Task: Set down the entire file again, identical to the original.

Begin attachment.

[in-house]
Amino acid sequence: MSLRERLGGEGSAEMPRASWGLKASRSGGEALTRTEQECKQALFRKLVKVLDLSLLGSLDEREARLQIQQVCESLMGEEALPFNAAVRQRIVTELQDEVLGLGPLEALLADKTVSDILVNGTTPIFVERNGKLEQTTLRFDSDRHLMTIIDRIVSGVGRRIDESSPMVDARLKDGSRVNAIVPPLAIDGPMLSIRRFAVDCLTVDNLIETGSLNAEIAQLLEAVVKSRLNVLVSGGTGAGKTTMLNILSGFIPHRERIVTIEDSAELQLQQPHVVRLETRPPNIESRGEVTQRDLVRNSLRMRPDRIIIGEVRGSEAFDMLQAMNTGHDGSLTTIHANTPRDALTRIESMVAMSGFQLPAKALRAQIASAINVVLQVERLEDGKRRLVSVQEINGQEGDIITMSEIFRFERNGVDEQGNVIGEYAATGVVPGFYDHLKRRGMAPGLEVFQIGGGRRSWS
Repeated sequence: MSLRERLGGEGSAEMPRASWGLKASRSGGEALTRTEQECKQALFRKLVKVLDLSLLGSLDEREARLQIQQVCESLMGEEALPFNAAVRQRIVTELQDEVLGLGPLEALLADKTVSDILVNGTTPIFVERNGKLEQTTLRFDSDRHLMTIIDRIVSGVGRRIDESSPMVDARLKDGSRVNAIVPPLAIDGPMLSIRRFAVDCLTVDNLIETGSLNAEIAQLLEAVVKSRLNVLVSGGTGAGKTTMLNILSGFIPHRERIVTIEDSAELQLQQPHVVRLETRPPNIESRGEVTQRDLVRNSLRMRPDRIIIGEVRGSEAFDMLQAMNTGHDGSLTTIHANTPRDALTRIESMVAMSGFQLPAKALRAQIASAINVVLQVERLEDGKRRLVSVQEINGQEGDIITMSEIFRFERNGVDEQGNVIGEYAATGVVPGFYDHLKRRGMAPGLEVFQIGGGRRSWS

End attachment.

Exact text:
[in-house]
Amino acid sequence: MSLRERLGGEGSAEMPRASWGLKASRSGGEALTRTEQECKQALFRKLVKVLDLSLLGSLDEREARLQIQQVCESLMGEEALPFNAAVRQRIVTELQDEVLGLGPLEALLADKTVSDILVNGTTPIFVERNGKLEQTTLRFDSDRHLMTIIDRIVSGVGRRIDESSPMVDARLKDGSRVNAIVPPLAIDGPMLSIRRFAVDCLTVDNLIETGSLNAEIAQLLEAVVKSRLNVLVSGGTGAGKTTMLNILSGFIPHRERIVTIEDSAELQLQQPHVVRLETRPPNIESRGEVTQRDLVRNSLRMRPDRIIIGEVRGSEAFDMLQAMNTGHDGSLTTIHANTPRDALTRIESMVAMSGFQLPAKALRAQIASAINVVLQVERLEDGKRRLVSVQEINGQEGDIITMSEIFRFERNGVDEQGNVIGEYAATGVVPGFYDHLKRRGMAPGLEVFQIGGGRRSWS
Repeated sequence: MSLRERLGGEGSAEMPRASWGLKASRSGGEALTRTEQECKQALFRKLVKVLDLSLLGSLDEREARLQIQQVCESLMGEEALPFNAAVRQRIVTELQDEVLGLGPLEALLADKTVSDILVNGTTPIFVERNGKLEQTTLRFDSDRHLMTIIDRIVSGVGRRIDESSPMVDARLKDGSRVNAIVPPLAIDGPMLSIRRFAVDCLTVDNLIETGSLNAEIAQLLEAVVKSRLNVLVSGGTGAGKTTMLNILSGFIPHRERIVTIEDSAELQLQQPHVVRLETRPPNIESRGEVTQRDLVRNSLRMRPDRIIIGEVRGSEAFDMLQAMNTGHDGSLTTIHANTPRDALTRIESMVAMSGFQLPAKALRAQIASAINVVLQVERLEDGKRRLVSVQEINGQEGDIITMSEIFRFERNGVDEQGNVIGEYAATGVVPGFYDHLKRRGMAPGLEVFQIGGGRRSWS